Navigating the Storm: Strategies for Improving Sino-Australian Relations in 2023

While dealing with the leadership of Xi Jinping may be considered problematic considering his anti-Western stance, China in 2023 is entering a period of great instability.


Australia and China have a long and complex relationship that has experienced both cooperation and tension. China is Australia’s largest trading partner, with two-way trade valued at over AUD$245 billion in 2020.[i] However, the relationship has been strained in recent years due to a range of issues, including concerns over human rights abuses, territorial disputes, and allegations of interference in domestic politics.

Recent Developments:

  • In December 2018, the Australian government announced that it would invest in a new foreign influence transparency scheme, aimed at addressing concerns over foreign interference in Australian politics. The move was seen as targeting China and led to a sharp deterioration in relations between the two countries.[ii]
  • In January 2021, China imposed trade restrictions on Australian barley, beef, and wine, citing concerns over quality control. The move was widely seen as retaliation for Australia’s foreign influence transparency scheme and led to a further deterioration in relations.[iii]
  • In September 2021, China’s Ministry of Foreign Affairs accused Australia of “grossly interfer[ing] in China’s internal affairs and harm[ing] China’s core interests in violation of international law and basic norms governing international relations,” in relation to issues such as human rights, the South China Sea, and Taiwan. The statement marked a further escalation in tensions between the two countries.[iv]
  • China sent 1,727 PLAAF planes into Taiwan’s Air Defence Identification Zone (ADIZ)[v] in 2022 while increasing drone operations in the contested waters of the East China Sea.[vi] Japanese fighters scrambled some 446 times in 2022 in response to Chinese/Russian provocations. All of this added to a war-like atmosphere in Northeast and Southeast Asia.[vii]
  • The Biden administration’s CHIP and Science Act (9 August 2022) has ended China’s ability to access advanced Western semiconductors and chips.[viii] Denial of these critical items will, in the long term, grievously affect the quality of China’s civilian and military industrial outputs.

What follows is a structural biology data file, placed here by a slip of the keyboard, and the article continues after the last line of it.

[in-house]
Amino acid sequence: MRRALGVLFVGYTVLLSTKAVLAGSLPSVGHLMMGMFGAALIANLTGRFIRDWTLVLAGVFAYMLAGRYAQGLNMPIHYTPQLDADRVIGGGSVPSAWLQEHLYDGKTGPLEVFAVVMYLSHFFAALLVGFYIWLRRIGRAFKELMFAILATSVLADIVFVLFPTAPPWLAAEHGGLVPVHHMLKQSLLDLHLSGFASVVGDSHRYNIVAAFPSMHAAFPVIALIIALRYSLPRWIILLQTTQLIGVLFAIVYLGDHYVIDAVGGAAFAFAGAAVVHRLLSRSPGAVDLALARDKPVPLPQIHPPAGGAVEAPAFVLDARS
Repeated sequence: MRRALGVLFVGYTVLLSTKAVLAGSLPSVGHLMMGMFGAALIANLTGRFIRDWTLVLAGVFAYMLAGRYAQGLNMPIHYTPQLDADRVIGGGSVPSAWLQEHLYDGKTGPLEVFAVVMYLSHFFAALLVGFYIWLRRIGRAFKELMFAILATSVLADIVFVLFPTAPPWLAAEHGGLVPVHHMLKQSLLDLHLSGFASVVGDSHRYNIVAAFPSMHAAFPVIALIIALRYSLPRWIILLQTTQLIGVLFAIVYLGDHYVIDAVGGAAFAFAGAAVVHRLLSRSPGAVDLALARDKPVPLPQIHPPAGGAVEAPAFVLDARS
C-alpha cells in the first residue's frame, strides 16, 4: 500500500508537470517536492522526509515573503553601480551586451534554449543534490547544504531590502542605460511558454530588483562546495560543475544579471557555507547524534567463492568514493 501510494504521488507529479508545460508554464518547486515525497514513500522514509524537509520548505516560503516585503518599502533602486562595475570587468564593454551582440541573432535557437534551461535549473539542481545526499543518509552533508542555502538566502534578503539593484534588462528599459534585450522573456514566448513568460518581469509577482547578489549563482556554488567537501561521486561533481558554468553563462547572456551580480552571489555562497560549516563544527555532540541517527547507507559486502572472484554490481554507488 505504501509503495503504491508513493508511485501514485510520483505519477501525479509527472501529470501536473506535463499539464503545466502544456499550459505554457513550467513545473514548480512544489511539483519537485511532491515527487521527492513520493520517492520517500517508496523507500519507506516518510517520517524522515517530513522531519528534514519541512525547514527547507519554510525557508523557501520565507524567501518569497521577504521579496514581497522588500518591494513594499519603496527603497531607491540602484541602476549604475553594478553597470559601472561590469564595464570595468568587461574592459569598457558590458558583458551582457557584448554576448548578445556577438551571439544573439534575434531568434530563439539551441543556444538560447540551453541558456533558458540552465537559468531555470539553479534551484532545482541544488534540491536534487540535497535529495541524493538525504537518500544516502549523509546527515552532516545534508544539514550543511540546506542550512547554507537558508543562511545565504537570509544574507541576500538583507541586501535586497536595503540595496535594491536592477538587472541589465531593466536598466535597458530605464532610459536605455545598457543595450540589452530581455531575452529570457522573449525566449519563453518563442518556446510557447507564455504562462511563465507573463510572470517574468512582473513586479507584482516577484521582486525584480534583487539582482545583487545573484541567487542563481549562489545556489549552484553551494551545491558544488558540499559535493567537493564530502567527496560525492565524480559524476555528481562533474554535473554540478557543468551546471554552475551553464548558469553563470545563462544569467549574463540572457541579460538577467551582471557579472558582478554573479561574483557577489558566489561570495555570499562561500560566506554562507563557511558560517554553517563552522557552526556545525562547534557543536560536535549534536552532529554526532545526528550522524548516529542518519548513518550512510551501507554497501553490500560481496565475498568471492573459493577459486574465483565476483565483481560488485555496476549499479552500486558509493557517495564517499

Policy Options:

Given the importance of the Australia-China relationship, it is in the interests of both countries to find ways to repair and strengthen the relationship. While dealing with the leadership of Xi Jinping may be considered problematic considering his anti-Western stance,[ix] China in 2023 is entering a period of great instability.[x] A reduction in global trade and investment flows into China will have enormous political, economic and trade repercussions, as will the growing momentum of Western re-shoring of industries to other low-cost manufacturing states. If Xi fails to arrest China’s economic decline, his leadership or the CCP’s stewardship of China could lead to significant sustained internal unrest & a significant outflow of political refugees from the Chinese mainland. Potential policy options include:

  • Engaging in high-level dialogue: At present, there is a lack of high-level dialogue between the two countries, which has contributed to the deterioration in relations. It would be beneficial for both sides to establish a regular forum for senior officials to discuss issues of concern and work towards resolution.
  • Fostering economic ties: Despite the current trade tensions, it is in the interests of both countries to maintain strong economic ties. This could be achieved through measures such as pursuing free trade agreements, promoting investment, and supporting the development of new business opportunities.
  • Addressing concerns over human rights and other issues: While it is important for Australia to maintain its commitment to human rights and democratic values, it is also important to find ways to address concerns raised by China in a constructive manner. This could include engaging in dialogue and working towards mutually acceptable solutions, with clear and verifiable positive Chinese behaviour linked to important trade and general economic concessions/rewards.